In what promises to be a legal battle royale and moral high ground, the Salaries and Remuneration Commission (SRC) yesterday vowed to recover the Sh2 million from each of the Members of Parliament awarded as backdated house allowances.
The commission has opted for court action after the legislators arrogated themselves the mandate to illegally review, award and push through their perks — and once done what the SRC termed an “unconstitutional” act, they added insult to injury by backdating their allowances by eight months. The PSC backdated the Sh250, 000 monthly house allowance to the 415 MPs to October 5, 2018.
And if successful in court, the commission will recover Sh830 million paid to the 415 MPs of the two Houses, The National Assembly and Senate, through the Parliamentary Service Commission (PSC).
Addressing the press yesterday, commission chair Lyn Mengich termed the PSC as unconstitutional saying the payment of the house allowance to the 415 legislators amounts to double payment of benefit, which is already included by the commission in the gross pay.
She said Article 260 of the Constitution classifies MPs as State Officers and hence the setting of their remuneration and benefits is the exclusive responsibility of SRC.
“The PSC does not have constitutional authority to determine any remuneration and benefits of State officers,” said Mengich.
She said the action by the PSC to pay MPs house allowance of Sh250,000 per month, will cost taxpayers an extra Sh104 million every month, which amounts to Sh1.2 billion annually— and if they succeed to overcome the SRC bid to recover the Sh840m they have already pocketed, the legislators will extract another Sh5.2 billion from the Exchequer in five years.
Mengich, who was accompanied by fellow commissioners said the payment will not only create inequity in remuneration and benefits of State Officers, but will also lead to demands for higher house allowances by other State Officers.
But the recalcitrant MPs, who in the eyes of the public are the “Lords of impunity” have vowed not to let go their “deserved house allowances” and have instead accused the SRC of discrimination, saying other State officers get similar benefits.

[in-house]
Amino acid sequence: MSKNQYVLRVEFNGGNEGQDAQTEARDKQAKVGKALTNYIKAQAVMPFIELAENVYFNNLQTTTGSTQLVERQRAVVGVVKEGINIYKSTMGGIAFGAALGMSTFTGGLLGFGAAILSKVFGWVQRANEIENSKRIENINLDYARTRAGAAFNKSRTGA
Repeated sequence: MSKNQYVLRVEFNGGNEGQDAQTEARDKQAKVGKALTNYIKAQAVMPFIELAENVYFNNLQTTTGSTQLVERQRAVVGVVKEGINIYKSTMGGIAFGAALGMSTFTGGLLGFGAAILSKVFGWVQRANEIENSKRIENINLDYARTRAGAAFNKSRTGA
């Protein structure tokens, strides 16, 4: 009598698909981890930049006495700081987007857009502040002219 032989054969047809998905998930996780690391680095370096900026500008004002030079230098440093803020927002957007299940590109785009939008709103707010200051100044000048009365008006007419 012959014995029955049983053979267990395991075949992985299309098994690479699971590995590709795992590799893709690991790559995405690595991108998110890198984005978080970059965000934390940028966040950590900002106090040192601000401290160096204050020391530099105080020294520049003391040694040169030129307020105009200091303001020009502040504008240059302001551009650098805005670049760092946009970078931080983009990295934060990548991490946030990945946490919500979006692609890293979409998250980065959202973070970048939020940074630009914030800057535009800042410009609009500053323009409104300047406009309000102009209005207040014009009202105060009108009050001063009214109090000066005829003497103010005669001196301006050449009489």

“Why is the welfare of other State officers catered for but when it comes to MPs, it is always greed even when it is expressly provided for in the law?” posed Deputy Leader of Majority Ben Washiali.
National Assembly Speaker Justin Muturi is on record defending the payment saying the MPs were within the law. “We acted on the court ruling of October 5, 2018 by Justice Chacha Mwita in the case of deputy governors, where he affirmed that all State officers are entitled to housing benefits,” said the Speaker who chairs the PSC.
“Contrary to popular belief, every benefit extended to legislators, even long before the housing one, has been determined by the SRC. Curiously, the same benefits have been extended to the Executive and the Judiciary but without any undue focus”.
Mengich, however, said the commission in Gazette Notices No 6516,6517,6518 and 6519 of 2017 set gross pay for State officers, including MPs.
The gross pay comprises basic salary and allowances, inclusive of house allowance, adding that any payment outside the gross pay is therefore unlawful.
The commission, she said, has not set any house allowance for State Officers in the Executive, county governments, Parliament, Judiciary, Constitutional Commissions and Independent offices outside the Gazette notice.
Mengich warned that the country’s wage bill for the last financial year stood at Sh733 billion which translates to 50 per cent of the total revenue for the period, which exceeds the limit stipulated in the Public Finance Management (PFM) Act.
The Act provides that the expenditure on public wage bill does not exceed 35 per cent of total revenue.